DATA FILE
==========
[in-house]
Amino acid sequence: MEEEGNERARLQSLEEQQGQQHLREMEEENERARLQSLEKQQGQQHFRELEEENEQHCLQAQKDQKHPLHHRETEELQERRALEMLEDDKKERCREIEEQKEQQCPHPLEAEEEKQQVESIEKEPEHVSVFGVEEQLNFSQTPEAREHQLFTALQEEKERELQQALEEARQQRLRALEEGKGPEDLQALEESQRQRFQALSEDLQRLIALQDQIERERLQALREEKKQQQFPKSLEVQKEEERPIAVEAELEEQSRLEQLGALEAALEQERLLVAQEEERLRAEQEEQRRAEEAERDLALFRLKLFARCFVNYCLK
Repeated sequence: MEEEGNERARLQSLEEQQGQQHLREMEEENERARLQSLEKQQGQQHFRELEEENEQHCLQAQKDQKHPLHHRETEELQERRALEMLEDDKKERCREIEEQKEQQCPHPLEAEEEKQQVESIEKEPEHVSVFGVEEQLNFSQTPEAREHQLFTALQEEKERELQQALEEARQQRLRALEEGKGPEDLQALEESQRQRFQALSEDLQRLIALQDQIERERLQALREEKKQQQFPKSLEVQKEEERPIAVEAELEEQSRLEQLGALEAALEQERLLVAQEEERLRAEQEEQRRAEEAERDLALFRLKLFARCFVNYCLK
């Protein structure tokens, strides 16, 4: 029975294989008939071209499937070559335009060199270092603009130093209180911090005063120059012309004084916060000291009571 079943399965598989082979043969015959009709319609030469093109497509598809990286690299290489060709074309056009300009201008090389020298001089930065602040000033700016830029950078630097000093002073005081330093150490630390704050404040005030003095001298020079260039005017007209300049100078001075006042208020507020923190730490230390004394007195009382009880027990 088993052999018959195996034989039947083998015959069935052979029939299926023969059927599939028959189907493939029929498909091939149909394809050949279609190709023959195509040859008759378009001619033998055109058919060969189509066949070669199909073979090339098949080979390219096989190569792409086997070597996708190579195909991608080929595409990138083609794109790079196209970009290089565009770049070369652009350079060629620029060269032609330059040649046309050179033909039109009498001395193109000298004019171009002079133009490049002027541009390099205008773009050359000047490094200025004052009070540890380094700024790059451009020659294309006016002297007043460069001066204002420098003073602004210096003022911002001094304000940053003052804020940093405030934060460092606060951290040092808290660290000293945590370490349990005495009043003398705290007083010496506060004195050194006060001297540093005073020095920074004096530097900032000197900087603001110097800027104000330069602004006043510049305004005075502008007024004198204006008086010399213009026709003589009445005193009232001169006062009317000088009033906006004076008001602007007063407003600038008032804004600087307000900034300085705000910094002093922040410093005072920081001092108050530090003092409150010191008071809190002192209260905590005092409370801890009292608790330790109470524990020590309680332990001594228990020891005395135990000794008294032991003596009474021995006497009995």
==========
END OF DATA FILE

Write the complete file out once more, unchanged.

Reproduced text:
[in-house]
Amino acid sequence: MEEEGNERARLQSLEEQQGQQHLREMEEENERARLQSLEKQQGQQHFRELEEENEQHCLQAQKDQKHPLHHRETEELQERRALEMLEDDKKERCREIEEQKEQQCPHPLEAEEEKQQVESIEKEPEHVSVFGVEEQLNFSQTPEAREHQLFTALQEEKERELQQALEEARQQRLRALEEGKGPEDLQALEESQRQRFQALSEDLQRLIALQDQIERERLQALREEKKQQQFPKSLEVQKEEERPIAVEAELEEQSRLEQLGALEAALEQERLLVAQEEERLRAEQEEQRRAEEAERDLALFRLKLFARCFVNYCLK
Repeated sequence: MEEEGNERARLQSLEEQQGQQHLREMEEENERARLQSLEKQQGQQHFRELEEENEQHCLQAQKDQKHPLHHRETEELQERRALEMLEDDKKERCREIEEQKEQQCPHPLEAEEEKQQVESIEKEPEHVSVFGVEEQLNFSQTPEAREHQLFTALQEEKERELQQALEEARQQRLRALEEGKGPEDLQALEESQRQRFQALSEDLQRLIALQDQIERERLQALREEKKQQQFPKSLEVQKEEERPIAVEAELEEQSRLEQLGALEAALEQERLLVAQEEERLRAEQEEQRRAEEAERDLALFRLKLFARCFVNYCLK
């Protein structure tokens, strides 16, 4: 029975294989008939071209499937070559335009060199270092603009130093209180911090005063120059012309004084916060000291009571 079943399965598989082979043969015959009709319609030469093109497509598809990286690299290489060709074309056009300009201008090389020298001089930065602040000033700016830029950078630097000093002073005081330093150490630390704050404040005030003095001298020079260039005017007209300049100078001075006042208020507020923190730490230390004394007195009382009880027990 088993052999018959195996034989039947083998015959069935052979029939299926023969059927599939028959189907493939029929498909091939149909394809050949279609190709023959195509040859008759378009001619033998055109058919060969189509066949070669199909073979090339098949080979390219096989190569792409086997070597996708190579195909991608080929595409990138083609794109790079196209970009290089565009770049070369652009350079060629620029060269032609330059040649046309050179033909039109009498001395193109000298004019171009002079133009490049002027541009390099205008773009050359000047490094200025004052009070540890380094700024790059451009020659294309006016002297007043460069001066204002420098003073602004210096003022911002001094304000940053003052804020940093405030934060460092606060951290040092808290660290000293945590370490349990005495009043003398705290007083010496506060004195050194006060001297540093005073020095920074004096530097900032000197900087603001110097800027104000330069602004006043510049305004005075502008007024004198204006008086010399213009026709003589009445005193009232001169006062009317000088009033906006004076008001602007007063407003600038008032804004600087307000900034300085705000910094002093922040410093005072920081001092108050530090003092409150010191008071809190002192209260905590005092409370801890009292608790330790109470524990020590309680332990001594228990020891005395135990000794008294032991003596009474021995006497009995």